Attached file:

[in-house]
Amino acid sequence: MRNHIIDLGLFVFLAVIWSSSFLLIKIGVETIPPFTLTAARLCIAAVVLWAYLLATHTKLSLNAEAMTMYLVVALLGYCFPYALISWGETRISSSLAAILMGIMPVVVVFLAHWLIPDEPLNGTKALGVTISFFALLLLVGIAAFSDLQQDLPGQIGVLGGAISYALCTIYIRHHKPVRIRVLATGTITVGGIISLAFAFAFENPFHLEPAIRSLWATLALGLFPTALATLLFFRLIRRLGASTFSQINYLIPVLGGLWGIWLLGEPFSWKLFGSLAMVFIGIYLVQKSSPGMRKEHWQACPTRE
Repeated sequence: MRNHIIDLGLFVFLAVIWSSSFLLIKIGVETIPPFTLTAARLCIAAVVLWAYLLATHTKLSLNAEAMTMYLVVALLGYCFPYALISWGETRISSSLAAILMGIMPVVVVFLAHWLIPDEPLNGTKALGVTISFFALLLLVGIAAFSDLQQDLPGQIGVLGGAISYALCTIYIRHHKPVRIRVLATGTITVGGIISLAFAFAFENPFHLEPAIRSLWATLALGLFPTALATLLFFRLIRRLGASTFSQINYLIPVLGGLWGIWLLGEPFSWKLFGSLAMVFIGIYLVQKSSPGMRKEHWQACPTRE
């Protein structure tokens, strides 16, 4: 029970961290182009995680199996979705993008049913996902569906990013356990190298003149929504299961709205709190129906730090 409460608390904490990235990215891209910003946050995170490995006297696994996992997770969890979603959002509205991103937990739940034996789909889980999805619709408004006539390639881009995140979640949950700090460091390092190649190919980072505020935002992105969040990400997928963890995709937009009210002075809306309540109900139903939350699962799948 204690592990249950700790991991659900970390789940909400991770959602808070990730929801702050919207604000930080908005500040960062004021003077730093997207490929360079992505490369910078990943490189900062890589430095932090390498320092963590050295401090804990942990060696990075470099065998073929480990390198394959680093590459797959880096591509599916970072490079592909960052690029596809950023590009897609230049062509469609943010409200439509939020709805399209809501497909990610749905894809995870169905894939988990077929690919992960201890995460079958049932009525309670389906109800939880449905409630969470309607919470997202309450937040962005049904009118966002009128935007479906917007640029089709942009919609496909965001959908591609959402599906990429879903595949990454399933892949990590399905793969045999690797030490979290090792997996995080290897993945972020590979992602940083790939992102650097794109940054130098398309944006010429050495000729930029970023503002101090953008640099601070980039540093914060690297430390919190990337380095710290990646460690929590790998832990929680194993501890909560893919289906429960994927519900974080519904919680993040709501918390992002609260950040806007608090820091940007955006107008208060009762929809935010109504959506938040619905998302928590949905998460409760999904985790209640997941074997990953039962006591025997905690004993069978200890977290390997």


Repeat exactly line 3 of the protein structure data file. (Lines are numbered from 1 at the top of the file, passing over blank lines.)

Repeated sequence: MRNHIIDLGLFVFLAVIWSSSFLLIKIGVETIPPFTLTAARLCIAAVVLWAYLLATHTKLSLNAEAMTMYLVVALLGYCFPYALISWGETRISSSLAAILMGIMPVVVVFLAHWLIPDEPLNGTKALGVTISFFALLLLVGIAAFSDLQQDLPGQIGVLGGAISYALCTIYIRHHKPVRIRVLATGTITVGGIISLAFAFAFENPFHLEPAIRSLWATLALGLFPTALATLLFFRLIRRLGASTFSQINYLIPVLGGLWGIWLLGEPFSWKLFGSLAMVFIGIYLVQKSSPGMRKEHWQACPTRE